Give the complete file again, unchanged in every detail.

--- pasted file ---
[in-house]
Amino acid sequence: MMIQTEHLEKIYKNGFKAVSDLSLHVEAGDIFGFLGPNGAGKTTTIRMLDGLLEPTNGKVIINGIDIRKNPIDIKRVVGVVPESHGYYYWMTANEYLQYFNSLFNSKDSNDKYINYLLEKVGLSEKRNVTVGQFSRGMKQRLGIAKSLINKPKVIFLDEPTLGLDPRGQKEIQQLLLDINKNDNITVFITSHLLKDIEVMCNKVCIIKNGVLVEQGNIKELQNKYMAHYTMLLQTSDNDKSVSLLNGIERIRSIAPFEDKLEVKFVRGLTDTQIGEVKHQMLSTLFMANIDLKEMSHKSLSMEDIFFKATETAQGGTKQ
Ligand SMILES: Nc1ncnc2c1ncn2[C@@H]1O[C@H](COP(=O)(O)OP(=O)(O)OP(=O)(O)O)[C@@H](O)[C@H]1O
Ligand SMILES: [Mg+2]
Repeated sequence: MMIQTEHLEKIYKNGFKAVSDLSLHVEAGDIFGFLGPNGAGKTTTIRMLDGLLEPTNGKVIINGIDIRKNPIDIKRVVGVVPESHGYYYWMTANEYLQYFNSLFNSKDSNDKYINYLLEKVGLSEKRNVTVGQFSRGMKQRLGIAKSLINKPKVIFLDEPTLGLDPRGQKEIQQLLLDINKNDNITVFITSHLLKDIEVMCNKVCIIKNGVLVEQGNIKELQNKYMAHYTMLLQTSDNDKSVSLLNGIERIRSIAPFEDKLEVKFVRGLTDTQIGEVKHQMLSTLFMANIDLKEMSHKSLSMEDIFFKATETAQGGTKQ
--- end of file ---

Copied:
[in-house]
Amino acid sequence: MMIQTEHLEKIYKNGFKAVSDLSLHVEAGDIFGFLGPNGAGKTTTIRMLDGLLEPTNGKVIINGIDIRKNPIDIKRVVGVVPESHGYYYWMTANEYLQYFNSLFNSKDSNDKYINYLLEKVGLSEKRNVTVGQFSRGMKQRLGIAKSLINKPKVIFLDEPTLGLDPRGQKEIQQLLLDINKNDNITVFITSHLLKDIEVMCNKVCIIKNGVLVEQGNIKELQNKYMAHYTMLLQTSDNDKSVSLLNGIERIRSIAPFEDKLEVKFVRGLTDTQIGEVKHQMLSTLFMANIDLKEMSHKSLSMEDIFFKATETAQGGTKQ
Ligand SMILES: Nc1ncnc2c1ncn2[C@@H]1O[C@H](COP(=O)(O)OP(=O)(O)OP(=O)(O)O)[C@@H](O)[C@H]1O
Ligand SMILES: [Mg+2]
Repeated sequence: MMIQTEHLEKIYKNGFKAVSDLSLHVEAGDIFGFLGPNGAGKTTTIRMLDGLLEPTNGKVIINGIDIRKNPIDIKRVVGVVPESHGYYYWMTANEYLQYFNSLFNSKDSNDKYINYLLEKVGLSEKRNVTVGQFSRGMKQRLGIAKSLINKPKVIFLDEPTLGLDPRGQKEIQQLLLDINKNDNITVFITSHLLKDIEVMCNKVCIIKNGVLVEQGNIKELQNKYMAHYTMLLQTSDNDKSVSLLNGIERIRSIAPFEDKLEVKFVRGLTDTQIGEVKHQMLSTLFMANIDLKEMSHKSLSMEDIFFKATETAQGGTKQ